Colorado plans to pursue Olympics

Brian Eason and Colleen Slevin
The Associated Press

DENVER — Colorado leaders plan to pursue the Winter Olympics — but only if voters back the idea.

An exploratory committee that has been reviewing whether or not to pursue the Olympics announced Friday that Gov. John Hickenlooper and Denver Mayor Michael Hancock have accepted its recommendation that Denver and Colorado pursue a bid subject to approval of a statewide referendum in 2020 or later.

Denver had to back out of hosting the Winter Games in 1976 after voters rejected funding for the event, making it the only city in Olympic history to give up a winning bid.

This time, the committee thinks the Olympics can be held with private money — meaning it wouldn’t require a public vote, which is needed to raise taxes or issue debt in Colorado. But given the state’s history, the committee of top business and political leaders wants to ask voters for their blessing, nonetheless.

Polling commissioned by the exploratory committee found that most Coloradans would support an Olympic bid, which is expected to cost $1.9 billion or more. The committee plans to finance it through a mix of private sponsorships, ticket and operational revenue and an estimated $559 million contribution from the International Olympic Committee.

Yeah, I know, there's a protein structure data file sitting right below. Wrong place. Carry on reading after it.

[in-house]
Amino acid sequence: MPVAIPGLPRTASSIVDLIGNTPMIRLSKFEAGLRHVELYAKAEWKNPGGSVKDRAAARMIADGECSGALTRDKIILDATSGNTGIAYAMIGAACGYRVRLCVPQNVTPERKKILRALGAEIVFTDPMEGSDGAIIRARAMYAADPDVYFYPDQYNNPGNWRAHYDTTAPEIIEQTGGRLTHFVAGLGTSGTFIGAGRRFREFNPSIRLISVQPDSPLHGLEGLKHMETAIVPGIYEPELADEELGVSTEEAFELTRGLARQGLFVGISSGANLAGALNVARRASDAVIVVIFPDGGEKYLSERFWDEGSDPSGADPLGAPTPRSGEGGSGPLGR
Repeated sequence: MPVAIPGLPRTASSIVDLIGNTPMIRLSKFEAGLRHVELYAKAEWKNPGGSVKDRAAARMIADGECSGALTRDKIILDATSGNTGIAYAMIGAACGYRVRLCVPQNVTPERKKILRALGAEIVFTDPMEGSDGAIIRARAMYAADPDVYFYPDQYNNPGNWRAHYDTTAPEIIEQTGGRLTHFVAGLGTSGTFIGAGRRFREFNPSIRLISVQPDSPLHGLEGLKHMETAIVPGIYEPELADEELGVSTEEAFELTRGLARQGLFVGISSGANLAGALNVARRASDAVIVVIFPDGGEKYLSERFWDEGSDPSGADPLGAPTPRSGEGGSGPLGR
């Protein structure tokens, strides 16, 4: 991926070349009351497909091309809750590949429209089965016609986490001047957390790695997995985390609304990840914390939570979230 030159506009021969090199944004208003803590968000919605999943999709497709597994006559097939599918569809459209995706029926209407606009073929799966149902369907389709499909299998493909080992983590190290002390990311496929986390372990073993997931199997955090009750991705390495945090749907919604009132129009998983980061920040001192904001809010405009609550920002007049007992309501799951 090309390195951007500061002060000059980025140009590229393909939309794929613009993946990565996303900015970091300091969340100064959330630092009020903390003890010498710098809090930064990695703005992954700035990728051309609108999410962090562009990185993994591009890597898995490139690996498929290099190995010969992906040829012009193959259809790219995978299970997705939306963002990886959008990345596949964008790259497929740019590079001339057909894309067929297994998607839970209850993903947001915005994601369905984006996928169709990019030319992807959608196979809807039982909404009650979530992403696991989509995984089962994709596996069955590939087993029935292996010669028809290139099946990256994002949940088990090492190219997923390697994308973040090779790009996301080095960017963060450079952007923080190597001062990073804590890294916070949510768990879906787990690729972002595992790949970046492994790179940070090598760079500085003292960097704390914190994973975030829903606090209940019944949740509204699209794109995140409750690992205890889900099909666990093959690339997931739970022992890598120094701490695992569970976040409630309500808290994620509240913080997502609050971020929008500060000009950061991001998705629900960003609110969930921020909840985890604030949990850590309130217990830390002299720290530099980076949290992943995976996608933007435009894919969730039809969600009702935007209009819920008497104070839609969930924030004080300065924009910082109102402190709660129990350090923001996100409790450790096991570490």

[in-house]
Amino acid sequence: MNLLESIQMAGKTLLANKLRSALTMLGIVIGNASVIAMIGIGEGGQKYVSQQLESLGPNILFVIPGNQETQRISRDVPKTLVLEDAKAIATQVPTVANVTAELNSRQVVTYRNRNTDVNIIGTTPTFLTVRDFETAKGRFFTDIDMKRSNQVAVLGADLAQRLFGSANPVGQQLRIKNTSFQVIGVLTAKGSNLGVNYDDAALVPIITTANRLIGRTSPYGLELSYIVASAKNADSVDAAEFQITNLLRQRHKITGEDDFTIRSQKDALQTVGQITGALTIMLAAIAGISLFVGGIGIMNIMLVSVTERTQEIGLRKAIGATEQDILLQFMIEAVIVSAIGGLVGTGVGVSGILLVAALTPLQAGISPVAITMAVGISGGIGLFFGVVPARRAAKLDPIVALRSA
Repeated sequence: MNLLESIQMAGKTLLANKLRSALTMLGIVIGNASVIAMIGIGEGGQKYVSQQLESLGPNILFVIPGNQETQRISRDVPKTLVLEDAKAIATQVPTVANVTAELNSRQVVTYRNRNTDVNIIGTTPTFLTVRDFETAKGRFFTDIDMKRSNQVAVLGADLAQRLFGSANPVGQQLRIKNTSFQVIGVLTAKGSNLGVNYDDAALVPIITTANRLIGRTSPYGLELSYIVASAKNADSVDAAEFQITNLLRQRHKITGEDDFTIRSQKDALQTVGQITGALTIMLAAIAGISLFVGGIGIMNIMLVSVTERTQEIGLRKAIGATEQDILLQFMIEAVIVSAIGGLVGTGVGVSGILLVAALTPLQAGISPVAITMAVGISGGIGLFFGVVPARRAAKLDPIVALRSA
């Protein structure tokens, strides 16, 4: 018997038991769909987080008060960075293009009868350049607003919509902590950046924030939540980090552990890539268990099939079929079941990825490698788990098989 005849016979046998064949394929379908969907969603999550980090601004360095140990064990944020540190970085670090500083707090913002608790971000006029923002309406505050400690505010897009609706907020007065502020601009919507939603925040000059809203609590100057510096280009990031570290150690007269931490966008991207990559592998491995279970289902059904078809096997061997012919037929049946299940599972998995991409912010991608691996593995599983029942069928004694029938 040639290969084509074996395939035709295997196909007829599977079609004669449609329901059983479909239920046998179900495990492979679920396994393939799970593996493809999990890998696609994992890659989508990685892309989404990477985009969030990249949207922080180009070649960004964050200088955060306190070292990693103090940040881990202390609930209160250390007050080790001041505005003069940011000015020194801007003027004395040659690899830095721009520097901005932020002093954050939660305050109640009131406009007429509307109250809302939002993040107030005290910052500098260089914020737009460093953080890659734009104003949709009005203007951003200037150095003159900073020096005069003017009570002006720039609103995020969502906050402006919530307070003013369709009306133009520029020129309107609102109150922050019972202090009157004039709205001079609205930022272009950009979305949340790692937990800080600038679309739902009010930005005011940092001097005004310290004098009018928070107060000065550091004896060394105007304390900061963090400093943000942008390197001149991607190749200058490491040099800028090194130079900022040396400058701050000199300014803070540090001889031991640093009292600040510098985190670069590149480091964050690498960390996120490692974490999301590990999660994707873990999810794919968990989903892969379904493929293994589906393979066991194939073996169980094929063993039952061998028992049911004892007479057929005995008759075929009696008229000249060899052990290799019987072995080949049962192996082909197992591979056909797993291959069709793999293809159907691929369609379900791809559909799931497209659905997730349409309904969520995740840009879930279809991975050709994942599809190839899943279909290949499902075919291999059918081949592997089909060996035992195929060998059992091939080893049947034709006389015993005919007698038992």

But anti-growth sentiment is on the rise, particularly in the Denver metro area, where residents are increasingly choked by traffic congestion and housing costs after years of explosive growth. An organized opposition, calling itself “NOlympics,” has already surfaced, with the backing of former Gov. Dick Lamm, who led the effort to torpedo the 1976 bid. The group is skeptical taxpayers can be shielded from the costs, pointing to budget overruns in other host cities.

Even supporters cite concerns — and not just with the costs. The exploratory committee’s report listed a number of possible drawbacks, including traffic, the environmental impact and the potential effect on low income, elderly and homeless people who could be displaced without sufficient housing.

Backers, though, suggest that hosting the Olympics could have the opposite effect that some opponents fear. They say it could spur long-needed investments in infrastructure and mass transit to alleviate traffic along the I-70 corridor between Denver and the mountains. In ski resort towns facing existing housing shortages, new housing built for athletes could be converted and maintained as an affordable option for workers.

“These events could serve as a catalyst to help solve challenging issues statewide, including growing traffic congestion and the housing crisis,” Mayor Hancock said in a statement.

The U.S. Olympic Committee doesn’t plan to try to bring the Winter Games to the U.S. until 2030. Salt Lake City also plans a bid.


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